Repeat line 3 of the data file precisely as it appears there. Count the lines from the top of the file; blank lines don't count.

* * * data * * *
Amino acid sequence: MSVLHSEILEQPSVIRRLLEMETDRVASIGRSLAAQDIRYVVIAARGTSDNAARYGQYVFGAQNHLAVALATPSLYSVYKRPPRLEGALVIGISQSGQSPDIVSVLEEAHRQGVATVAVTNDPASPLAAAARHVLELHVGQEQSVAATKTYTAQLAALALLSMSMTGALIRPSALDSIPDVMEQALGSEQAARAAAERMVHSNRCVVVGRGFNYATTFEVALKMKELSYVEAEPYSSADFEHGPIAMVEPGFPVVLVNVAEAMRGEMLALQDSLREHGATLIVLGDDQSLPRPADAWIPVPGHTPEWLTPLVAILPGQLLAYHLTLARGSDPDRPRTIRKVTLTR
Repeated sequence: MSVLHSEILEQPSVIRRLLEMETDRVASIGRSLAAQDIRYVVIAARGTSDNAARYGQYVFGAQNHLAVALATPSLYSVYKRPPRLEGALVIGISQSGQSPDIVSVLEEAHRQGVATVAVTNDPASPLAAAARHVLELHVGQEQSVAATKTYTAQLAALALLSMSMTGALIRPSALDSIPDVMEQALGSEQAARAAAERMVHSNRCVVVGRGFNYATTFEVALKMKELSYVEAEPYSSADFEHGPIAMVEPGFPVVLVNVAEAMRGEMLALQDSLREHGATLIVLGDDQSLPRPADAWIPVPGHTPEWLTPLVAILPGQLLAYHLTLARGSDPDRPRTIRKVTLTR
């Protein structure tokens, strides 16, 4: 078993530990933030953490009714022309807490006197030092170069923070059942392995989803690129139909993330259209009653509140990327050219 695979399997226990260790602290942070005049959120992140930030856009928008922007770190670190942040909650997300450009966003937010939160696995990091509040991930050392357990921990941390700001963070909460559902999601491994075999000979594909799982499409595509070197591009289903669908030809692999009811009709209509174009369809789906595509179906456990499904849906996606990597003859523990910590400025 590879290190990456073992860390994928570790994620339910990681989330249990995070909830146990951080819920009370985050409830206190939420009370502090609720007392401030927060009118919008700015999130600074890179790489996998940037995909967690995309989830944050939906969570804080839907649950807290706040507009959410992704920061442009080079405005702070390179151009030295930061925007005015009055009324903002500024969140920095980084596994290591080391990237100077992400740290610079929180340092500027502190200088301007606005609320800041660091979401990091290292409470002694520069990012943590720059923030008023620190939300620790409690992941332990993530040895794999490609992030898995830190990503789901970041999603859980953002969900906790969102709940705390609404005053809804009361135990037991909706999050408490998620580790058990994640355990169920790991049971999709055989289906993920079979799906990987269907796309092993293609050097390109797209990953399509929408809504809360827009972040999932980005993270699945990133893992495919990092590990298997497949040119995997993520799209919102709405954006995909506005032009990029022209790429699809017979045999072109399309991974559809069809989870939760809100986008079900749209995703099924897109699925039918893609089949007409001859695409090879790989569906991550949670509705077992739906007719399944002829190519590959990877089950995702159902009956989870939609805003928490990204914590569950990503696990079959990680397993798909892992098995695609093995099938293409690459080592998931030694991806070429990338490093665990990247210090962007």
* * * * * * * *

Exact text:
């Protein structure tokens, strides 16, 4: 078993530990933030953490009714022309807490006197030092170069923070059942392995989803690129139909993330259209009653509140990327050219 695979399997226990260790602290942070005049959120992140930030856009928008922007770190670190942040909650997300450009966003937010939160696995990091509040991930050392357990921990941390700001963070909460559902999601491994075999000979594909799982499409595509070197591009289903669908030809692999009811009709209509174009369809789906595509179906456990499904849906996606990597003859523990910590400025 590879290190990456073992860390994928570790994620339910990681989330249990995070909830146990951080819920009370985050409830206190939420009370502090609720007392401030927060009118919008700015999130600074890179790489996998940037995909967690995309989830944050939906969570804080839907649950807290706040507009959410992704920061442009080079405005702070390179151009030295930061925007005015009055009324903002500024969140920095980084596994290591080391990237100077992400740290610079929180340092500027502190200088301007606005609320800041660091979401990091290292409470002694520069990012943590720059923030008023620190939300620790409690992941332990993530040895794999490609992030898995830190990503789901970041999603859980953002969900906790969102709940705390609404005053809804009361135990037991909706999050408490998620580790058990994640355990169920790991049971999709055989289906993920079979799906990987269907796309092993293609050097390109797209990953399509929408809504809360827009972040999932980005993270699945990133893992495919990092590990298997497949040119995997993520799209919102709405954006995909506005032009990029022209790429699809017979045999072109399309991974559809069809989870939760809100986008079900749209995703099924897109699925039918893609089949007409001859695409090879790989569906991550949670509705077992739906007719399944002829190519590959990877089950995702159902009956989870939609805003928490990204914590569950990503696990079959990680397993798909892992098995695609093995099938293409690459080592998931030694991806070429990338490093665990990247210090962007």